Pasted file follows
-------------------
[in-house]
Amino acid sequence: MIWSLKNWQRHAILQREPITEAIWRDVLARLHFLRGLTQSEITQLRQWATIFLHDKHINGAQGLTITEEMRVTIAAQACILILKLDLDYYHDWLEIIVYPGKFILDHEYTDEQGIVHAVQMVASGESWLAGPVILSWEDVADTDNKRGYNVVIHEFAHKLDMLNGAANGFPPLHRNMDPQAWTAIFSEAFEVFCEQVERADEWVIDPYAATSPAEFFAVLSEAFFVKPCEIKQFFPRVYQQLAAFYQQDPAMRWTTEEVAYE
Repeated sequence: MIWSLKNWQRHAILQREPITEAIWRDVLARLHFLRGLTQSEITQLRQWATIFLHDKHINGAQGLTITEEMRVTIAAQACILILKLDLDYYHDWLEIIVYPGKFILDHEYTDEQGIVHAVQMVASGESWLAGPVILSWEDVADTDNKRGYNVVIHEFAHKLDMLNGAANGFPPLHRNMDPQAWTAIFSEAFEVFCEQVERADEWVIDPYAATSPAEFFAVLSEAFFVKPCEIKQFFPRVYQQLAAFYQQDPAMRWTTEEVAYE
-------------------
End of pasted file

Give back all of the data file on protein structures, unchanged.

[in-house]
Amino acid sequence: MIWSLKNWQRHAILQREPITEAIWRDVLARLHFLRGLTQSEITQLRQWATIFLHDKHINGAQGLTITEEMRVTIAAQACILILKLDLDYYHDWLEIIVYPGKFILDHEYTDEQGIVHAVQMVASGESWLAGPVILSWEDVADTDNKRGYNVVIHEFAHKLDMLNGAANGFPPLHRNMDPQAWTAIFSEAFEVFCEQVERADEWVIDPYAATSPAEFFAVLSEAFFVKPCEIKQFFPRVYQQLAAFYQQDPAMRWTTEEVAYE
Repeated sequence: MIWSLKNWQRHAILQREPITEAIWRDVLARLHFLRGLTQSEITQLRQWATIFLHDKHINGAQGLTITEEMRVTIAAQACILILKLDLDYYHDWLEIIVYPGKFILDHEYTDEQGIVHAVQMVASGESWLAGPVILSWEDVADTDNKRGYNVVIHEFAHKLDMLNGAANGFPPLHRNMDPQAWTAIFSEAFEVFCEQVERADEWVIDPYAATSPAEFFAVLSEAFFVKPCEIKQFFPRVYQQLAAFYQQDPAMRWTTEEVAYE